In addition, there are clear technical issues that need to be addressed. Diaries need to come back and soon for general posting. The Newswire needs to be more prominently displayed and functional in terms of commenting. We need to have a modern (or even post modern) opening page that captures the best or most engaging material currently on the site.

    This is an excellent set of responses. I’m looking forward to going over this and coming p with a composite to share with everyone.

  • WHAT DO I BELIEVE: The Agonist, whilst North American in focus, allows voices globally.
    WHAT SHOULD WE BE: A voice for echoing a critical view on mainstream news but quirky in spotting something different occasionally.
    WHAT DO WE NEED: Echoes from the ground – Posts that identify with the reality of living: the day to day grind; and the amazing things that happen, and cats and music.

  • What do you believe?

    I believe that the greatest gift that you can give someone is the ability to see an issue clearly. I believe that most people do not see clearly, for a whole range of reasons ultimately tracking back to lack of need and lack of desire to see clearly. I believe that most people do not value clarity of sight over clarity of belief, and that that is principally why they fail.

    I believe westerners almost without exception lead much better lives than they truly realize, even given the amount of pious lip service they reflexively pay to the notion and I believe that the guilt and self-loathing that arises from the small part that they do comprehend is just the flip side of “white man’s burden” – and even more counter-productive and limiting. I believe that many westerners lead these awesomely good lives in part because hard men and women skew the balance of power for them in myriad ways, big and small. I believe that people who despise those they stand behind because they do unattractive things on their behalf, yet still partake of the excess that is the product of that relationship and who do not strive endlessly to act in ways that make those hard people unnecessary bear ultimate responsibility for the long, long list of things they find so unattractive.

    I believe most of the challenges that the west faces come down primarily to the personal behaviours of its citizens and could be largely mitigated by changes in those behaviours. I believe that the vast majority of people find it much more convenient to point vocally at things that are difficult change so that they do not have to significantly change things that are easy, but inconvenient, to change (i.e., their personal behaviour). These people also bear ultimate responsibility for the things done on their behalf by the hard people many of them despise.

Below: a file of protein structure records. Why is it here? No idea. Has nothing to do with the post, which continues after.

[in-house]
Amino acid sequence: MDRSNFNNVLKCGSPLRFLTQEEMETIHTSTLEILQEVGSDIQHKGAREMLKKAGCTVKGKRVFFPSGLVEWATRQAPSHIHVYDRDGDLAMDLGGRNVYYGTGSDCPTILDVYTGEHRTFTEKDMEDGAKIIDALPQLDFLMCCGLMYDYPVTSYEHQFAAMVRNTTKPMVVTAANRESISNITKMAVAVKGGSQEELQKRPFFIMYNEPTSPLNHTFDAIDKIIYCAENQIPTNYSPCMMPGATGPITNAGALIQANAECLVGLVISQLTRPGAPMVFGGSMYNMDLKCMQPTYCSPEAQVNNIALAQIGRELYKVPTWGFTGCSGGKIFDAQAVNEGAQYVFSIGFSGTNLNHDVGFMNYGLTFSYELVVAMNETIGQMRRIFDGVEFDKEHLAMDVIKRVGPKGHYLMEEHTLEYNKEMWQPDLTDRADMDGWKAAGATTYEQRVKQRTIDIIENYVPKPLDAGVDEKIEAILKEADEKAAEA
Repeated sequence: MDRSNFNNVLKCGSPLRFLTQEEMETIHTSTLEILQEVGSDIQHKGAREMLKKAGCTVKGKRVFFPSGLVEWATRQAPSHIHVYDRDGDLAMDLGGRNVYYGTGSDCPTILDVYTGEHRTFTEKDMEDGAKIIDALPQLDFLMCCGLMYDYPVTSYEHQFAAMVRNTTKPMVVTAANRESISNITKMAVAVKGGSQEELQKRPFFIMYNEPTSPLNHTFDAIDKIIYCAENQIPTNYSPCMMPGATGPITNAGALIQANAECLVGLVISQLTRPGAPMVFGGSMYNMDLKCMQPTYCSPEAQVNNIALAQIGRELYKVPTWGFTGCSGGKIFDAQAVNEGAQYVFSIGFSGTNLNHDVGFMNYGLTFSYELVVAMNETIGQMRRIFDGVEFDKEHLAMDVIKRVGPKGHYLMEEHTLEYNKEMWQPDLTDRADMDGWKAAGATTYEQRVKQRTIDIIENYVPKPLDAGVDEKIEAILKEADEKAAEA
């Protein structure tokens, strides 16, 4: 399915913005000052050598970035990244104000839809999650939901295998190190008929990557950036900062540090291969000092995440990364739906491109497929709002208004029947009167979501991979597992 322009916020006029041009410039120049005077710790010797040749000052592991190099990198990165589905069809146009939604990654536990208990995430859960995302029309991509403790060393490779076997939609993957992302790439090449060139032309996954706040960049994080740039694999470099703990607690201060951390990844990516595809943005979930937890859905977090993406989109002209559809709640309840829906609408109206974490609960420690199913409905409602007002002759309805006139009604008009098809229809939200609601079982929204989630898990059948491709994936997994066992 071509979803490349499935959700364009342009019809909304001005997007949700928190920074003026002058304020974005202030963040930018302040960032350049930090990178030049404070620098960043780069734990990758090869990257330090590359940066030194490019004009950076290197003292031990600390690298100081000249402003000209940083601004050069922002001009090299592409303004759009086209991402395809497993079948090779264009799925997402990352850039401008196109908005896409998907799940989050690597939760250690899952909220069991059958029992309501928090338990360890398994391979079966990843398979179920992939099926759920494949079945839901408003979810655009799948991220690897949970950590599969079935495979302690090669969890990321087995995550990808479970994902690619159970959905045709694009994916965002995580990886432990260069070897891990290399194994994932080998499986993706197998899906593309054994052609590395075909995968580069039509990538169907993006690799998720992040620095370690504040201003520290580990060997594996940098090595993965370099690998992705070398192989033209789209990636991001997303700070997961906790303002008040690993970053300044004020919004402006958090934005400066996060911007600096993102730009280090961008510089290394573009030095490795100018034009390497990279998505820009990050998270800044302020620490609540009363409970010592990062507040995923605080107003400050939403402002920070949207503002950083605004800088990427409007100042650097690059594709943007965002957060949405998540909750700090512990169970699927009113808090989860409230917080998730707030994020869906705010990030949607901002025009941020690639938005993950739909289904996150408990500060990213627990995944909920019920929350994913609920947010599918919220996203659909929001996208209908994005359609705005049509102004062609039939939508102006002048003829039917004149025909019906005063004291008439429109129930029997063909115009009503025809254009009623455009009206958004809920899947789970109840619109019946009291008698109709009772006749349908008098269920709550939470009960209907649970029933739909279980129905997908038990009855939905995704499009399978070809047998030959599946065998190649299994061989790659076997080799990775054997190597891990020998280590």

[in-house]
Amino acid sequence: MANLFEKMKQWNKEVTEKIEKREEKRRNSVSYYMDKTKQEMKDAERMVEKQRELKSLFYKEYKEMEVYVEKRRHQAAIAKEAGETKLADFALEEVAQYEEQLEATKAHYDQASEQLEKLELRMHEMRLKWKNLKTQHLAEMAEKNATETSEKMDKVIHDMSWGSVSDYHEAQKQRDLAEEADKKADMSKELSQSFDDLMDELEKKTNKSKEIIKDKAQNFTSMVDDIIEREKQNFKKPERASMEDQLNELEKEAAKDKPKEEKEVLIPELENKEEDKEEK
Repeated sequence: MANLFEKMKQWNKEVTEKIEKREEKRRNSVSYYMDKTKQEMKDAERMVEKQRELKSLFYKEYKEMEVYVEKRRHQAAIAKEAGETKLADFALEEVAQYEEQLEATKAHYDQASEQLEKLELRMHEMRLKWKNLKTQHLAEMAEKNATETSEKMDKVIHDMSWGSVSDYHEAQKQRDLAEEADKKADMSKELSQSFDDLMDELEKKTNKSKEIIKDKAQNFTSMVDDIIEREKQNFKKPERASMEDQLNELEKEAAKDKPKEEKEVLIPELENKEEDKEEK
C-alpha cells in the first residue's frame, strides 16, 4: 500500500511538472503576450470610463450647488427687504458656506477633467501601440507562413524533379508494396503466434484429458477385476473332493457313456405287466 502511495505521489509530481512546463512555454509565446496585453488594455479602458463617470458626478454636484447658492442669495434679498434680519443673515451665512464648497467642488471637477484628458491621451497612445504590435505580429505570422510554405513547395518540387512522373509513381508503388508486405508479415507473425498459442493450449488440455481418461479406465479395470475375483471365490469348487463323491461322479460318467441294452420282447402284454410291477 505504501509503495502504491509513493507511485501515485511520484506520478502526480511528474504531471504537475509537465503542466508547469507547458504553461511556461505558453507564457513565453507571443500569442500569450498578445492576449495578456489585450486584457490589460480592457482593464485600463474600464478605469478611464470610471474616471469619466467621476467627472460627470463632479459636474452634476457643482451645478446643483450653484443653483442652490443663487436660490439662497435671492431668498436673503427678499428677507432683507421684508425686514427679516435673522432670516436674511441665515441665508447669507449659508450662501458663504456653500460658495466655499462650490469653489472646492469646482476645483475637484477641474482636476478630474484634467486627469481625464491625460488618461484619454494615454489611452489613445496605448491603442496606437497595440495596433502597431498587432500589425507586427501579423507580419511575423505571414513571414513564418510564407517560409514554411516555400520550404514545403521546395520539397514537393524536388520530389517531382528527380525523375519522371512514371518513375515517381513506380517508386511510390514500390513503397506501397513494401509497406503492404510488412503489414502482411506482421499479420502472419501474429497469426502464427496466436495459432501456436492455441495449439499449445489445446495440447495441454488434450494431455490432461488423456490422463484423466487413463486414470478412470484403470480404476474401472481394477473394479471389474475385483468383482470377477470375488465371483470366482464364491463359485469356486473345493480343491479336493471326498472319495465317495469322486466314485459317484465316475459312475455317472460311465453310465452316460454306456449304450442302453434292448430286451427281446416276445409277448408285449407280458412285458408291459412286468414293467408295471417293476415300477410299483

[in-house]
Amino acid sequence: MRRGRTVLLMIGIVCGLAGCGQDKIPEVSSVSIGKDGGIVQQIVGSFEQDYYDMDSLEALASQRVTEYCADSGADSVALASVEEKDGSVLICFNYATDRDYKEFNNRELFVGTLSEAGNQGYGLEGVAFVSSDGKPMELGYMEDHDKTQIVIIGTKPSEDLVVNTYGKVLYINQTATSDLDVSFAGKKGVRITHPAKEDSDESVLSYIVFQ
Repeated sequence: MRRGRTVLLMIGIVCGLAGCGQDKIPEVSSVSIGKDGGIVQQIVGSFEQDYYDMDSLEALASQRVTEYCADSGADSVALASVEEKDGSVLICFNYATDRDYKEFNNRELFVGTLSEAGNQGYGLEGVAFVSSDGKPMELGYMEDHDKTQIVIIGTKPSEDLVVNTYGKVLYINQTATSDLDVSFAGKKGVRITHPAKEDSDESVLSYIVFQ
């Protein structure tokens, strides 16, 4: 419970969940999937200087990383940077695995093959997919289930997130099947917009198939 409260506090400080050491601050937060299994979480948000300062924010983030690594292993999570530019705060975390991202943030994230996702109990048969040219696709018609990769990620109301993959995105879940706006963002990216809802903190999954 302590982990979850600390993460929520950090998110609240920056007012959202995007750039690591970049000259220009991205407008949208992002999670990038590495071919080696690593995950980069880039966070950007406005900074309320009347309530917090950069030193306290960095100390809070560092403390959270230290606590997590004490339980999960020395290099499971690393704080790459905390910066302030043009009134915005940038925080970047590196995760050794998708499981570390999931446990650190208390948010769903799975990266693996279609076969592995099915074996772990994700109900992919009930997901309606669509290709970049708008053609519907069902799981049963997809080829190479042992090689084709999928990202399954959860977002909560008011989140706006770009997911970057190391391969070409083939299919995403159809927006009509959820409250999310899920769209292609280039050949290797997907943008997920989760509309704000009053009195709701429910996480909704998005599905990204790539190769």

Most relevant to this venue, I believe that the most powerful force in the world is a good idea, clearly expressed and patiently operationalized. I believe that politicians (many of whom are those hard men and women) are limited creatures with very constrained option sets and little understanding of the world around them. Public discussion of good ideas demonstrates that there is a base of political support for politicians who might seek to use those ideas and step outside their constrained option sets. I believe that those who point to big money and other conveniently unaddressable issues as the sole factors limiting political expression, without seeking to advance good ideas are just another manifestation of generalized unwillingness to change personal behaviour because it is inconvenient and difficult.

    What should we be?

    Part of the solution, not part of the problem. Right now, this venue is, at a minimum, symptomatic of the problem and more likely an active participant.

    What do we need to do to get there?

    Frankly, I’m not sure that you can get there. This place has gone from one where there was a great multiplicity of viewpoints to one where there are very few, closely related viewpoints. The expression of these viewpoints in the main takes the conventional blog form of going from artificial authority to supplicant (i.e., from poster to commenter). The venue does not any longer work communally to seek to really understand things (comments and comment threads are orders of magnitude smaller than they used to be). Instead, it stops at rough political consensus. That sort of environment does not serve to demonstrate that there is a constituency for good ideas that could broaden political option sets.